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I Watched This Game: Are the Canucks actually going to do this thing?

The win over the Stars, along with some help from the out-of-town scoreboard, leaves the Canucks' playoff destiny in their own hands.
The Vancouver Canucks took charge over the Dallas Stars on Monday night and now, against all odds, control their own playoff destiny.

Monday night could not have gone better for the Vancouver Canucks.

Facing a Dallas Stars team that sits in the second Wild Card spot in the Western Conference, the Canucks put the boots to them in Rogers Arena. The Canucks never trailed at any point and took command of the game with an early goal in the second period before running away with it.

That gives the Canucks six-straight wins as they make a last, desperate push to make the playoffs. Even with the win against them, the Stars might still be out of reach, but the Los Angeles Kings in third-place in the Pacific Division, might be attainable.

Meanwhile, the Vegas Golden Knights, who are also pushing for one of those final playoff spots, were facing the 27th-place New Jersey Devils, who are missing their best player, Jack Hughes, after season-ending knee surgery. The Golden Knights desperately needed to win this game, not just to reel in either the Stars or Kings but to stave off the hard-charging Canucks.

But the Golden Knights faced Andrew “The Hamburglar” Hammond.

Hammond made a name — and a nickname — for himself with an incredible run in the 2014-15 season for the Ottawa Senators where he went 20-1-2 to carry the Senators to the playoffs with a stunning .941 save percentage. He was unable to replicate that success in subsequent seasons and has spent the bulk of his time in the AHL since then.

On Monday night against the Golden Knights, however, he rekindled a little bit of that Hamburglar magic. The Golden Knights out-shot the Devils 44-to-28 but Hammond went HAM, making 42 saves to earn the 3-2 win. One of the only two pucks that got past him was an own goal, going in off the skate of P.K. Subban.

Maybe Hammond did the Canucks a solid because he was born in White Rock and grew up in Surrey. The Canucks were Hammond’s childhood team.

“It’s the team I grew up following and cheering for,” said Hammond of the Canucks a few years ago. “I went to a lot of games in that rink as a fan.”

He ought to be brought back to the rink as a guest of honour in the near future.

Here’s the thing: Hammond really did the Canucks a huge favour. His win over the Golden Knights combined with the Canucks’ win over the Stars means the Canucks are now ahead of the Golden Knights in points percentage.

In other words, if both the Canucks and Golden Knights win all of their remaining games, the Canucks would finish ahead of the Golden Knights in the standings.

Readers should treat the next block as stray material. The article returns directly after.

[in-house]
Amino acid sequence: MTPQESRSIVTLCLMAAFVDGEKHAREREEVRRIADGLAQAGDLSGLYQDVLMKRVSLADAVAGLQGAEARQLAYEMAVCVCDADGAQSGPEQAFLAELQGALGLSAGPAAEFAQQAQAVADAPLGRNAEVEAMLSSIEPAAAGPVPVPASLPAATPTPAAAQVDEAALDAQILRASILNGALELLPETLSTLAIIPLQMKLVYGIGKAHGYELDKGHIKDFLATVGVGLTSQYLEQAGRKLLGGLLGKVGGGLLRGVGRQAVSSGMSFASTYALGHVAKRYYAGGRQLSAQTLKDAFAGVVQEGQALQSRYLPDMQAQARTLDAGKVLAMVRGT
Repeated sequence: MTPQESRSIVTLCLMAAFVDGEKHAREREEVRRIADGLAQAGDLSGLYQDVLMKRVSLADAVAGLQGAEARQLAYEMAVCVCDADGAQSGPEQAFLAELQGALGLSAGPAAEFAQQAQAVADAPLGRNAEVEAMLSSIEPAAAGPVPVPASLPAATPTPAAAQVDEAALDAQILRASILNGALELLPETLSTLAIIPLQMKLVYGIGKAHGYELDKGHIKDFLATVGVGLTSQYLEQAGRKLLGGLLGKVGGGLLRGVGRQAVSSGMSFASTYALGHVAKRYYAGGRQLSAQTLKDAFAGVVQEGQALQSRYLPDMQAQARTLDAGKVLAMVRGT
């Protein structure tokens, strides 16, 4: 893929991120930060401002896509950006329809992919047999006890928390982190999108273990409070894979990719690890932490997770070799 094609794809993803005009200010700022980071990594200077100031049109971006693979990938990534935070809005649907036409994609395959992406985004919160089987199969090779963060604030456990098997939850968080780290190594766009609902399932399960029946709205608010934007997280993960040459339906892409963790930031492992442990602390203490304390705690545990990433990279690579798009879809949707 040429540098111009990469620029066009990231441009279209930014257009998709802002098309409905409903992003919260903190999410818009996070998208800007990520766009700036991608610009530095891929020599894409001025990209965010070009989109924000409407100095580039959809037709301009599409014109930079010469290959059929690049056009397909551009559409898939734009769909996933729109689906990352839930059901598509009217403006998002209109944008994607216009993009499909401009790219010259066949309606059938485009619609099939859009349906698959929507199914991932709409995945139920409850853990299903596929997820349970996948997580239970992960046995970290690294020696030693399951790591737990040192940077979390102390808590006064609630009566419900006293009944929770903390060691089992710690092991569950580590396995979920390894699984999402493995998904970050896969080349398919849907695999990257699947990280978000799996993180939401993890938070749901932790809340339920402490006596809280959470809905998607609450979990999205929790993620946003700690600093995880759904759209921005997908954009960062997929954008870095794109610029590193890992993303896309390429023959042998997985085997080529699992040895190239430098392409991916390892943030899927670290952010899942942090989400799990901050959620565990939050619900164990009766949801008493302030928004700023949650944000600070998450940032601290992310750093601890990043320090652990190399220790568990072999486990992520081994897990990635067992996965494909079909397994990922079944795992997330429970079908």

More than that, the Canucks actually control their playoff destiny. They’re currently four points back of the Kings for third in the Pacific but they have a game in hand and one of their remaining games is against the Kings.

If the Canucks, against all odds, win out to end the season, they’ll finish with 98 points. That scenario includes a win over the Kings, which means the most points the Kings could get would also be 98 points.

That means we’d go to the tiebreakers, the first of which is regulation wins. The Canucks and Kings currently have an identical 31 regulation wins but the Canucks could guarantee the edge in this tiebreaker by ensuring that at least five of their six wins to end the season are in regulation.

Look, this is an extremely unlikely scenario but it is mindblowing that there is an actual scenario now where the Canucks don’t need help from anyone to make the playoffs. They can do it all on their own.

Keep in mind, there’s still a possibility that the Canucks do get help from other teams. The Kings and Golden Knights might lose some more games, leaving a path for the Canucks to make the playoffs that doesn’t require an utterly improbably, franchise-record winning streak. The door, against all odds, is open wide and the Canucks have an opportunity to step on through the door into the Stanley Cup Playoffs.

I was legitimately stunned after I watched this game.

  • I’m just going to do my best to ignore the other possibility: that the Canucks could set a new record for the most points by any team to miss the playoffs. The current record is 96 points, set by the Boston Bruins in 2014-15 and matched by the Florida Panthers in 2017-18 and Montreal Canadiens in 2018-19. The Canucks could conceivably get to 97 points — or even 98 if their wins come in overtime and they lose the first tiebreaker — and still miss the playoffs. Would that be the most Canucks thing to have ever happened? I think it might.
  • Alex Chiasson was a late scratch for this game due to illness, which is surprisingly a major loss considering how hot he’s been. Chiasson had 5 goals and 9 points in his last 5 games. Fortunately, the Canucks were able to replace him with a quality depth player: Brock Boeser, back from injury.